Before I leave de-rating, there is one special matter to which I must call attention. It has, in a general way, been referred to already, but if something is not done, it will have the effect of throwing out of employment many, many thousands on the North-east coast. The intention of the rating scheme is to aid productive industry by giving it a three-fourths reduction of rates as regards the industry itself and the benefit of the same reduction as regards the transport of its goods. Collieries with private lines are treated as if it was all a colliery; collieries without private lines are treated independently. What is the? A colliery which gives its coal to a public railway gets a two-fold benefit: first, its own three-fourths, and, secondly, its proportion out of the pool of the three-fourths transport reduction in respect of the carriage of coal; the colliery with a private line gets only one, the three-fourths. The colliery with a public line gets the benefit from the 1st December; the colliery with a private line does not get any benefit until October. That has been worked out, and it means that the colliery with a private line is handicapped at least 6d. a ton and will he absolutely unable to face the competition. If this is not remedied, it is as certain as that I hold this paper in my hand that a third of all the collieries in Durham and Northumberland will have to close down. The Government know that, and they say that they can do nothing. They can do something; it is sheer nonsense to say they cannot. They could do it on the forthcoming Supplementary Estimate to antedate the transport relief. But if they do not do it, they may rest assured that they can look for little voting support from anybody on the North-east coast of England.

With regard to the Transference Board, I do not believe that employers in prosperous areas are going to turn aside from the local applicants and look with tears in their eyes to the man who says he is a distressed miner. You will not get much of that, I am sure. The Prime Minister's cheerful appeal to employers is equally absurd. How anybody with a knowledge of political economy or of human psychology can expect that employers, who will always take on a man if they can make some profit on his wages, will do what would be economically unwise because of humanity, I cannot understand. The right hon. Gentleman, I fear, expects more from human nature than he will get. Just a word on the cheapening of fares to Canada and Australia. I do not believe that the difference between £15 and, say, £8 or £9 is going to affect much the poor devil who cannot find even £1. Unless you are going to give free passages, to tell a man, "Oh, you are blessed; you will only have to pay £9 for what would otherwise cost £13," is useless. He will only laugh. The is as far away as the £13.

I rather agree with what the right hon. Member for Shettieston (Mr. Wheatley) said about all this talk about Empire settlement. Honestly, I believe the whole thing is humbug. The ideas of the Dominions and of ourselves are in direct conflict. We think that it is possible to cultivate the broad acres of the Dominions, have their primary products come in here, and ourselves become a central manufacturing depot for the lot; but they want to be manufacturers themselves as much as we do, and I should think the one class of person and of goods they least like coming in is the British. They cannot get their own men to go out on their own land. They loiter round the towns, and in five cities of Australia is found more than half the population of the country. As long as their own people are holding up their street corners, leaving their land uncultivated, they may say what they like, they may have all the sentimental postprandial declarations to which we are so used, but, believe me, when you go to Canada House or to Australia House, you will not be facilitated, but driven back with a shower of buff forms to fill up.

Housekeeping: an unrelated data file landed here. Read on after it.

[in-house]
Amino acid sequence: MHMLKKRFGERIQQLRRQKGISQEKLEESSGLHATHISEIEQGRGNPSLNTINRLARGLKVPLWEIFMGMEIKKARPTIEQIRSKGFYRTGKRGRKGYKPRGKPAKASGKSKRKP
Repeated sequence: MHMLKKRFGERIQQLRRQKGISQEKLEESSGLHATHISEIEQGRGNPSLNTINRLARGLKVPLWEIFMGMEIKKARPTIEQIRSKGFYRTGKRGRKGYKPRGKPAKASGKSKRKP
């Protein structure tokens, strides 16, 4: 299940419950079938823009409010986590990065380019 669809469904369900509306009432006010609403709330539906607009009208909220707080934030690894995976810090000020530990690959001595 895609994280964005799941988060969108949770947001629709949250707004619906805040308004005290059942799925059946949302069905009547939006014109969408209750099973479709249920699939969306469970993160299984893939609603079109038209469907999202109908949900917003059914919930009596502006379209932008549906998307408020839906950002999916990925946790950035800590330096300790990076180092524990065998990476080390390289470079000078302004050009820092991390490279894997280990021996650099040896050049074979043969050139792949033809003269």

In regard to the second branch of my remarks, I charge the Government with not having utilised the amount of labour that there is available now in order to add to our national equipment. The Yellow Book sets out that among the things needed are road improvements, reconstruction, development, waterways and docks, slum clearances, reclamation and drainage, reforestation, and other things. Nobody can deny that if these things were taken in hand, they would absorb all the unemployed. Nobody can deny that in them there is work that would add to the industrial efficiency of the people, that would equip it, furnish its industrial weapons, and clear its industrial decks, so that when the day of prosperity came we would be better able to enter into competition with other nations than we would be if we left these things undone. Yet nothing is done. That class of work cannot be carried out haphazardly. It requires thinking, organisation, and initial capital, and my charge against the Government is that they had been so appalled by the whole problem that they had refused to tackle it really and fundamentally. They have not had the energy to do the thinking, and they had not had the courage to risk the initial capital. It will be said by those who come afterwards that there was a. period in England when there stood a huge army of men able and willing to work, a list of works which badly needed doing, and a Government which could have brought the two together. The indictment will stand that the Government failed in their duty by not doing it. It is no excuse to say that unemployment is wide and extensive; something should be done, and something could be done if the Government really felt a sense of the importance of it, had a due regard for the responsibility which they owed to the nation, and had the courage to risk the initial capital.